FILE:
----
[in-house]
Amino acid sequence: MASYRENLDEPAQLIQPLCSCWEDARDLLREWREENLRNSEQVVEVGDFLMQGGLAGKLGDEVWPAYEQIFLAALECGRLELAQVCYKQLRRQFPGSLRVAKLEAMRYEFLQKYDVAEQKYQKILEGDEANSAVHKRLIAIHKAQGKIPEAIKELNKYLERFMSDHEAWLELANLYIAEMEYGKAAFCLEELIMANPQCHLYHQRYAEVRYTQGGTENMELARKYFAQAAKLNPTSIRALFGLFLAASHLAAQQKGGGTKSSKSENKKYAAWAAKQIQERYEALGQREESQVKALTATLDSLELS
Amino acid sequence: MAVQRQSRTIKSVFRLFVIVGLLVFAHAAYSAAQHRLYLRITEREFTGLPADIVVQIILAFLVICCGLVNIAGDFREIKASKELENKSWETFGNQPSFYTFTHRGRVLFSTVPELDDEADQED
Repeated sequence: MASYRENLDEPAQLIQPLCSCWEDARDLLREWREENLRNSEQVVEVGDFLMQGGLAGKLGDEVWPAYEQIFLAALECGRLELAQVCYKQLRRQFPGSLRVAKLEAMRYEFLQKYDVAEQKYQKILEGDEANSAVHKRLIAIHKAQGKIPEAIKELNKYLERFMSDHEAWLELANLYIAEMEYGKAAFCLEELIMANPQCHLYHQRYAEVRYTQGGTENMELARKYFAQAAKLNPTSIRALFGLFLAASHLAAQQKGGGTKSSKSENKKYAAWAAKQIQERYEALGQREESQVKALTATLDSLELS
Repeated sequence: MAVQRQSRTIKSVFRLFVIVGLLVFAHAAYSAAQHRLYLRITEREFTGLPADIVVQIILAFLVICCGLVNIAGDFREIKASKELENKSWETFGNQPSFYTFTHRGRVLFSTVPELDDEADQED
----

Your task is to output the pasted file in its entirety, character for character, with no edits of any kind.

[in-house]
Amino acid sequence: MASYRENLDEPAQLIQPLCSCWEDARDLLREWREENLRNSEQVVEVGDFLMQGGLAGKLGDEVWPAYEQIFLAALECGRLELAQVCYKQLRRQFPGSLRVAKLEAMRYEFLQKYDVAEQKYQKILEGDEANSAVHKRLIAIHKAQGKIPEAIKELNKYLERFMSDHEAWLELANLYIAEMEYGKAAFCLEELIMANPQCHLYHQRYAEVRYTQGGTENMELARKYFAQAAKLNPTSIRALFGLFLAASHLAAQQKGGGTKSSKSENKKYAAWAAKQIQERYEALGQREESQVKALTATLDSLELS
Amino acid sequence: MAVQRQSRTIKSVFRLFVIVGLLVFAHAAYSAAQHRLYLRITEREFTGLPADIVVQIILAFLVICCGLVNIAGDFREIKASKELENKSWETFGNQPSFYTFTHRGRVLFSTVPELDDEADQED
Repeated sequence: MASYRENLDEPAQLIQPLCSCWEDARDLLREWREENLRNSEQVVEVGDFLMQGGLAGKLGDEVWPAYEQIFLAALECGRLELAQVCYKQLRRQFPGSLRVAKLEAMRYEFLQKYDVAEQKYQKILEGDEANSAVHKRLIAIHKAQGKIPEAIKELNKYLERFMSDHEAWLELANLYIAEMEYGKAAFCLEELIMANPQCHLYHQRYAEVRYTQGGTENMELARKYFAQAAKLNPTSIRALFGLFLAASHLAAQQKGGGTKSSKSENKKYAAWAAKQIQERYEALGQREESQVKALTATLDSLELS
Repeated sequence: MAVQRQSRTIKSVFRLFVIVGLLVFAHAAYSAAQHRLYLRITEREFTGLPADIVVQIILAFLVICCGLVNIAGDFREIKASKELENKSWETFGNQPSFYTFTHRGRVLFSTVPELDDEADQED